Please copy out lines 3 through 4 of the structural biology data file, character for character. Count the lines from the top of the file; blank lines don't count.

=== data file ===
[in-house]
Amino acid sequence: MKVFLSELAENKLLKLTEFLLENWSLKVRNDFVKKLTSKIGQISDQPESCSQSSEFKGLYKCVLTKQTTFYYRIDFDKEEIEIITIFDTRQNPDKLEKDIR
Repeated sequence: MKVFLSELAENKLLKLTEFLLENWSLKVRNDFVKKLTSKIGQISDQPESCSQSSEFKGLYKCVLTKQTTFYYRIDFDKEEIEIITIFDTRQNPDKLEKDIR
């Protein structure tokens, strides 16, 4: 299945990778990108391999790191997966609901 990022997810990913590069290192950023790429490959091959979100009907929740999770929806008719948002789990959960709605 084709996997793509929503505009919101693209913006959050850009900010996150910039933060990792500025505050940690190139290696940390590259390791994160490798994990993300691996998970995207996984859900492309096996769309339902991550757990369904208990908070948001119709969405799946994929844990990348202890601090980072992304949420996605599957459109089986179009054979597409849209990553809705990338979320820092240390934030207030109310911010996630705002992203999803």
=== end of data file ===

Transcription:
Repeated sequence: MKVFLSELAENKLLKLTEFLLENWSLKVRNDFVKKLTSKIGQISDQPESCSQSSEFKGLYKCVLTKQTTFYYRIDFDKEEIEIITIFDTRQNPDKLEKDIR
């Protein structure tokens, strides 16, 4: 299945990778990108391999790191997966609901 990022997810990913590069290192950023790429490959091959979100009907929740999770929806008719948002789990959960709605 084709996997793509929503505009919101693209913006959050850009900010996150910039933060990792500025505050940690190139290696940390590259390791994160490798994990993300691996998970995207996984859900492309096996769309339902991550757990369904208990908070948001119709969405799946994929844990990348202890601090980072992304949420996605599957459109089986179009054979597409849209990553809705990338979320820092240390934030207030109310911010996630705002992203999803």